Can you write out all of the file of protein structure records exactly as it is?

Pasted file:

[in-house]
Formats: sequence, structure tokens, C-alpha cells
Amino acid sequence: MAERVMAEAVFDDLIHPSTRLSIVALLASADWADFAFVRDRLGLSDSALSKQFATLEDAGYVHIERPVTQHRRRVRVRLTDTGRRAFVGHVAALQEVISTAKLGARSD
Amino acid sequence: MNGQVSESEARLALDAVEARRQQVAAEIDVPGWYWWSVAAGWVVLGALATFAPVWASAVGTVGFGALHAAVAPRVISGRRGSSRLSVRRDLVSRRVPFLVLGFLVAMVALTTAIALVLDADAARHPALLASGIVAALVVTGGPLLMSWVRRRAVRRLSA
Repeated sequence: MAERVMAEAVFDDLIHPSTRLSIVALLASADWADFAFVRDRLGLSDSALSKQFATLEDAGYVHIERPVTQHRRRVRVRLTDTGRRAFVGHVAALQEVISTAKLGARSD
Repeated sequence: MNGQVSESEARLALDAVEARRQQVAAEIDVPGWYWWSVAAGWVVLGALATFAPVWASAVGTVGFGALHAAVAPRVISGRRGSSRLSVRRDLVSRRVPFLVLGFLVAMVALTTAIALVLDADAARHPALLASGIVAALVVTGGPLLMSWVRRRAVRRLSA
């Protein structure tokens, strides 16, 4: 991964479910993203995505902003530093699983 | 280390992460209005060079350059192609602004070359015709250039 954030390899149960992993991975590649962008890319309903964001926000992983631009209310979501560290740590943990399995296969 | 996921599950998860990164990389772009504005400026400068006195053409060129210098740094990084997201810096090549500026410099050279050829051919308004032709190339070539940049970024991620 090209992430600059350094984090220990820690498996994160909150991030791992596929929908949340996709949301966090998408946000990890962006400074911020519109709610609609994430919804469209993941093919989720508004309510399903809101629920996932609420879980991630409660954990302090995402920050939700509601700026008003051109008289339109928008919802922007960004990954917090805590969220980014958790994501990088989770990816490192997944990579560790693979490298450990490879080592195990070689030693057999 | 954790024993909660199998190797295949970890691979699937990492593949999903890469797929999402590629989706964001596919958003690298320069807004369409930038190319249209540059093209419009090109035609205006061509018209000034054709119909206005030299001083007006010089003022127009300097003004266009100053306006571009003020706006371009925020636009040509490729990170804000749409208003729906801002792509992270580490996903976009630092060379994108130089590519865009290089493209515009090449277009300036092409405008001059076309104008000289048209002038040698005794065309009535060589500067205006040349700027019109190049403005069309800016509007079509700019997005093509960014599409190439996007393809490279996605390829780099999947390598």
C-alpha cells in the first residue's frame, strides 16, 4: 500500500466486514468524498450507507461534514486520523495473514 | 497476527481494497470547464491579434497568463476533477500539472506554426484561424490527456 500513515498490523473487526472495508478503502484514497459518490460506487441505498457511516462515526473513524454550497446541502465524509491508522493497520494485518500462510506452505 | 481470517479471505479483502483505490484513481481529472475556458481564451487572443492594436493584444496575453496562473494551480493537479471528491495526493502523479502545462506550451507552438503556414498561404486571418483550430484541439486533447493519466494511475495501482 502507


[in-house]
Formats: sequence, structure tokens, C-alpha cells
Amino acid sequence: MAERVMAEAVFDDLIHPSTRLSIVALLASADWADFAFVRDRLGLSDSALSKQFATLEDAGYVHIERPVTQHRRRVRVRLTDTGRRAFVGHVAALQEVISTAKLGARSD
Amino acid sequence: MNGQVSESEARLALDAVEARRQQVAAEIDVPGWYWWSVAAGWVVLGALATFAPVWASAVGTVGFGALHAAVAPRVISGRRGSSRLSVRRDLVSRRVPFLVLGFLVAMVALTTAIALVLDADAARHPALLASGIVAALVVTGGPLLMSWVRRRAVRRLSA
Repeated sequence: MAERVMAEAVFDDLIHPSTRLSIVALLASADWADFAFVRDRLGLSDSALSKQFATLEDAGYVHIERPVTQHRRRVRVRLTDTGRRAFVGHVAALQEVISTAKLGARSD
Repeated sequence: MNGQVSESEARLALDAVEARRQQVAAEIDVPGWYWWSVAAGWVVLGALATFAPVWASAVGTVGFGALHAAVAPRVISGRRGSSRLSVRRDLVSRRVPFLVLGFLVAMVALTTAIALVLDADAARHPALLASGIVAALVVTGGPLLMSWVRRRAVRRLSA
């Protein structure tokens, strides 16, 4: 991964479910993203995505902003530093699983 | 280390992460209005060079350059192609602004070359015709250039 954030390899149960992993991975590649962008890319309903964001926000992983631009209310979501560290740590943990399995296969 | 996921599950998860990164990389772009504005400026400068006195053409060129210098740094990084997201810096090549500026410099050279050829051919308004032709190339070539940049970024991620 090209992430600059350094984090220990820690498996994160909150991030791992596929929908949340996709949301966090998408946000990890962006400074911020519109709610609609994430919804469209993941093919989720508004309510399903809101629920996932609420879980991630409660954990302090995402920050939700509601700026008003051109008289339109928008919802922007960004990954917090805590969220980014958790994501990088989770990816490192997944990579560790693979490298450990490879080592195990070689030693057999 | 954790024993909660199998190797295949970890691979699937990492593949999903890469797929999402590629989706964001596919958003690298320069807004369409930038190319249209540059093209419009090109035609205006061509018209000034054709119909206005030299001083007006010089003022127009300097003004266009100053306006571009003020706006371009925020636009040509490729990170804000749409208003729906801002792509992270580490996903976009630092060379994108130089590519865009290089493209515009090449277009300036092409405008001059076309104008000289048209002038040698005794065309009535060589500067205006040349700027019109190049403005069309800016509007079509700019997005093509960014599409190439996007393809490279996605390829780099999947390598």
C-alpha cells in the first residue's frame, strides 16, 4: 500500500466486514468524498450507507461534514486520523495473514 | 497476527481494497470547464491579434497568463476533477500539472506554426484561424490527456 500513515498490523473487526472495508478503502484514497459518490460506487441505498457511516462515526473513524454550497446541502465524509491508522493497520494485518500462510506452505 | 481470517479471505479483502483505490484513481481529472475556458481564451487572443492594436493584444496575453496562473494551480493537479471528491495526493502523479502545462506550451507552438503556414498561404486571418483550430484541439486533447493519466494511475495501482 502507